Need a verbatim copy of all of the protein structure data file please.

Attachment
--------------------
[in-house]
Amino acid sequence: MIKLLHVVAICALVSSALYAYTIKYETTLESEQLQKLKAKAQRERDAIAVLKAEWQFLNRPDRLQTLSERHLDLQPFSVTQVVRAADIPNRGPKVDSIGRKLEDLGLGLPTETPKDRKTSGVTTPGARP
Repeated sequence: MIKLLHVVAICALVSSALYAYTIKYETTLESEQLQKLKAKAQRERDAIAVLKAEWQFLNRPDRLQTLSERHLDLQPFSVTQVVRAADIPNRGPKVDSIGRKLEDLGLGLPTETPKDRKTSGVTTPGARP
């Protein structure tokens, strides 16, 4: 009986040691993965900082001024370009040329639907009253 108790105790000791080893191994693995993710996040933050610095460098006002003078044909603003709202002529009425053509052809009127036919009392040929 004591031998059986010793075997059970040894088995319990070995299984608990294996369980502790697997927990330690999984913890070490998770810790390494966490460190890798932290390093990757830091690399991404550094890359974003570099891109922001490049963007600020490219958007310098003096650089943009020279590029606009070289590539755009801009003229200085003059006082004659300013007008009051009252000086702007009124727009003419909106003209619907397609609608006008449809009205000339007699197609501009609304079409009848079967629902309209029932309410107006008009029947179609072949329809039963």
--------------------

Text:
[in-house]
Amino acid sequence: MIKLLHVVAICALVSSALYAYTIKYETTLESEQLQKLKAKAQRERDAIAVLKAEWQFLNRPDRLQTLSERHLDLQPFSVTQVVRAADIPNRGPKVDSIGRKLEDLGLGLPTETPKDRKTSGVTTPGARP
Repeated sequence: MIKLLHVVAICALVSSALYAYTIKYETTLESEQLQKLKAKAQRERDAIAVLKAEWQFLNRPDRLQTLSERHLDLQPFSVTQVVRAADIPNRGPKVDSIGRKLEDLGLGLPTETPKDRKTSGVTTPGARP
């Protein structure tokens, strides 16, 4: 009986040691993965900082001024370009040329639907009253 108790105790000791080893191994693995993710996040933050610095460098006002003078044909603003709202002529009425053509052809009127036919009392040929 004591031998059986010793075997059970040894088995319990070995299984608990294996369980502790697997927990330690999984913890070490998770810790390494966490460190890798932290390093990757830091690399991404550094890359974003570099891109922001490049963007600020490219958007310098003096650089943009020279590029606009070289590539755009801009003229200085003059006082004659300013007008009051009252000086702007009124727009003419909106003209619907397609609608006008449809009205000339007699197609501009609304079409009848079967629902309209029932309410107006008009029947179609072949329809039963």